Equine Physiotherapy and Chiropractic Healing

Physiotherapy and chiropractic work, although relatively new fields in horse care, are growing in popularity among owners who are looking for new ways to help their horses be comfortable and pain-free.? Physiotherapy uses a number of different techniques to help rehabilitate the horse, including stretching, massage, joint and soft tissue mobilization, and hydrotherapy.? Treatment is often sought for ligament, tendon and joint injuries, dysplasia of the hip or elbow, osteoarthritis, back pain, and muscle imbalance or gait problems.? Varying levels of intervention are available, depending on your horse?s needs. Seemingly healthy horses can also benefit from a physiotherapist, who can conduct a full exam and inform you of any underlying issues you might be unaware of, such as poor saddle fit.

Chiropractic work is different in that equine chiropractors work specifically on adjusting a horse?s spine.? In their treatment, chiropractors work on a specific joint in the spine, using their hands to stimulate nerve receptors within the joint.? This restores normal movement, and can stop pain and swelling.? Horses that show signs of lameness, sore backs, sensitivity to the cinch, and difficulty in maintaining collection or executing lead changes may show improvement following chiropractic sessions.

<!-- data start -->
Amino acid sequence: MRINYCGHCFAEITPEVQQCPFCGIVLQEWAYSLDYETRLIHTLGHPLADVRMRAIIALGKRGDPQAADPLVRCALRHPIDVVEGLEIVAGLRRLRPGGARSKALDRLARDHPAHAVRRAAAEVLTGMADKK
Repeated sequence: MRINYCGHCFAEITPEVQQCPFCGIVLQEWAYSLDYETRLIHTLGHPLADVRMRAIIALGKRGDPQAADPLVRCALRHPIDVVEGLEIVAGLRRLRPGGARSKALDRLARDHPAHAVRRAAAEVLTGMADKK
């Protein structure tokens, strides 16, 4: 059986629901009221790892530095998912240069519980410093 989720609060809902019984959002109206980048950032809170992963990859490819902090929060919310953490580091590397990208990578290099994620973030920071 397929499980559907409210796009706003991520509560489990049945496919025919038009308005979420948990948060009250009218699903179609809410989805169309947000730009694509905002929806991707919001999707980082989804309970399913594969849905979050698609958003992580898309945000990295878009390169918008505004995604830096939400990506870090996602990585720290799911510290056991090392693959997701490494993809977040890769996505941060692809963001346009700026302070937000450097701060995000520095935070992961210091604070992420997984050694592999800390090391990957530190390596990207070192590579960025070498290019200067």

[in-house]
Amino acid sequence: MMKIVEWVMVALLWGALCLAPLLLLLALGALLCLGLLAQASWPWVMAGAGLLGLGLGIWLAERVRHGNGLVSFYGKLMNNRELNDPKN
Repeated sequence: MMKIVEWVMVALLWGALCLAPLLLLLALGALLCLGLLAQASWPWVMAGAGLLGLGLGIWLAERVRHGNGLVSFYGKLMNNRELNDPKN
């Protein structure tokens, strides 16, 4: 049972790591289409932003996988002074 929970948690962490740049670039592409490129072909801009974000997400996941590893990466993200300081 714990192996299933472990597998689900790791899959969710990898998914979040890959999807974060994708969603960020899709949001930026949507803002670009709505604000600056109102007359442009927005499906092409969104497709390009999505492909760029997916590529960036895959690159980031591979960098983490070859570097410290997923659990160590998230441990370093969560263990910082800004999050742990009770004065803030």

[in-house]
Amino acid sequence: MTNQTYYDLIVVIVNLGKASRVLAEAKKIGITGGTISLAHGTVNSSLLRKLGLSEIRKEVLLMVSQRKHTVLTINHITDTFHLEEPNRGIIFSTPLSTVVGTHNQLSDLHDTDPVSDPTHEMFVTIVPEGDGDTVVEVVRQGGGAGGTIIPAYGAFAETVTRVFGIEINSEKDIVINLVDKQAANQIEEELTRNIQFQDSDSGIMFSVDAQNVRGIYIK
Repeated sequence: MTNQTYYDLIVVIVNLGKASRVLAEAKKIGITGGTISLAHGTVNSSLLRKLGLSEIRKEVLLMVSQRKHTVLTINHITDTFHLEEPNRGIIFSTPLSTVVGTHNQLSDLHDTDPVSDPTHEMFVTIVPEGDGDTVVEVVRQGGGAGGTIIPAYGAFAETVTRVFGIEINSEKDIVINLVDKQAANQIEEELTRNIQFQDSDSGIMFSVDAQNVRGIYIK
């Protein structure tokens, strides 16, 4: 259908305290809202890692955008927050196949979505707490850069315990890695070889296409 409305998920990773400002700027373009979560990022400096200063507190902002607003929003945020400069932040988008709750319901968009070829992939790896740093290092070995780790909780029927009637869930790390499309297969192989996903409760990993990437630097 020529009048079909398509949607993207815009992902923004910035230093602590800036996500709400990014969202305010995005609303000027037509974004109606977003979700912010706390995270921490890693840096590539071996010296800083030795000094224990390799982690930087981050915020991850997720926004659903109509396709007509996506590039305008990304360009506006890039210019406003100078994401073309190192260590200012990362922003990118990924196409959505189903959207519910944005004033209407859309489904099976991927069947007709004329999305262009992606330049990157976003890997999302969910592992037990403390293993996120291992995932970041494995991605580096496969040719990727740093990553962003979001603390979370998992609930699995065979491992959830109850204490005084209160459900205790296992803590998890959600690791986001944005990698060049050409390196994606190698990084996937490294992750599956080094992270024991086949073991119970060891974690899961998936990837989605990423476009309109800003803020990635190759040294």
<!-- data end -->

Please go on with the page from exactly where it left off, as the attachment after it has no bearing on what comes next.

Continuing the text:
If you think that your horse could benefit from a session with a physiotherapist or chiropractor, first consult with your veterinarian.? When looking for a practitioner of either discipline, be sure they are registered and legally able to practice, and have them consult with your veterinarian prior to working on your horse.? If you can?t find someone by word of mouth, try asking for a few referrals.? Be aware that any medical treatment can be potentially harmful if done incorrectly, so anyone who handles your horse medically should be well trained and licensed to practice.

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1 Response

  1. It is absolutely fascinating to watch equine chiropractors work. I have enough trouble w/ some patients and we speak the same language. Guess they have to pick up a little “horse whisperer” along the way :)

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